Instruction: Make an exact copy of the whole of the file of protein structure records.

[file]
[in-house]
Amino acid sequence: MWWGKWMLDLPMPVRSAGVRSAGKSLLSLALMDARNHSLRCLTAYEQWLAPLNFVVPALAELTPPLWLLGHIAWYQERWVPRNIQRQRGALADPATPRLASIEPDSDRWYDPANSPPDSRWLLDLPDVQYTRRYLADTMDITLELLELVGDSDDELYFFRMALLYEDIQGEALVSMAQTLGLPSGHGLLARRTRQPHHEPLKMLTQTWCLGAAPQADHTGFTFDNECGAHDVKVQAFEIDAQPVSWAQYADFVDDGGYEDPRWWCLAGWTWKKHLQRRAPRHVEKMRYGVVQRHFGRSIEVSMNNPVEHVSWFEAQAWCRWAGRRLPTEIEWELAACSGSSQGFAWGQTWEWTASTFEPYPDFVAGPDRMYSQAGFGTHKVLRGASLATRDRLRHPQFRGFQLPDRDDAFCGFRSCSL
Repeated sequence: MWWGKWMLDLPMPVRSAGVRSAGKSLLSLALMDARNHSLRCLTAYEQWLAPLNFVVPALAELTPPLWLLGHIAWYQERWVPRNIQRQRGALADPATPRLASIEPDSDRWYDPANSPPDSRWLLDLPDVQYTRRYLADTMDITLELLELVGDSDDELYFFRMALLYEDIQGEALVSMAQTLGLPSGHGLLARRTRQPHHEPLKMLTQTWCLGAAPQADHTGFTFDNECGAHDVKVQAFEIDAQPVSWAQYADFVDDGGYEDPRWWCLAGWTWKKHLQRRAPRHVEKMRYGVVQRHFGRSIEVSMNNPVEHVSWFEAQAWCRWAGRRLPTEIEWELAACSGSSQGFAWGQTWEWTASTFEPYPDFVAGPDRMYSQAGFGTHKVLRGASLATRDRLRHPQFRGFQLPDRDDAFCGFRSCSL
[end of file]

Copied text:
[in-house]
Amino acid sequence: MWWGKWMLDLPMPVRSAGVRSAGKSLLSLALMDARNHSLRCLTAYEQWLAPLNFVVPALAELTPPLWLLGHIAWYQERWVPRNIQRQRGALADPATPRLASIEPDSDRWYDPANSPPDSRWLLDLPDVQYTRRYLADTMDITLELLELVGDSDDELYFFRMALLYEDIQGEALVSMAQTLGLPSGHGLLARRTRQPHHEPLKMLTQTWCLGAAPQADHTGFTFDNECGAHDVKVQAFEIDAQPVSWAQYADFVDDGGYEDPRWWCLAGWTWKKHLQRRAPRHVEKMRYGVVQRHFGRSIEVSMNNPVEHVSWFEAQAWCRWAGRRLPTEIEWELAACSGSSQGFAWGQTWEWTASTFEPYPDFVAGPDRMYSQAGFGTHKVLRGASLATRDRLRHPQFRGFQLPDRDDAFCGFRSCSL
Repeated sequence: MWWGKWMLDLPMPVRSAGVRSAGKSLLSLALMDARNHSLRCLTAYEQWLAPLNFVVPALAELTPPLWLLGHIAWYQERWVPRNIQRQRGALADPATPRLASIEPDSDRWYDPANSPPDSRWLLDLPDVQYTRRYLADTMDITLELLELVGDSDDELYFFRMALLYEDIQGEALVSMAQTLGLPSGHGLLARRTRQPHHEPLKMLTQTWCLGAAPQADHTGFTFDNECGAHDVKVQAFEIDAQPVSWAQYADFVDDGGYEDPRWWCLAGWTWKKHLQRRAPRHVEKMRYGVVQRHFGRSIEVSMNNPVEHVSWFEAQAWCRWAGRRLPTEIEWELAACSGSSQGFAWGQTWEWTASTFEPYPDFVAGPDRMYSQAGFGTHKVLRGASLATRDRLRHPQFRGFQLPDRDDAFCGFRSCSL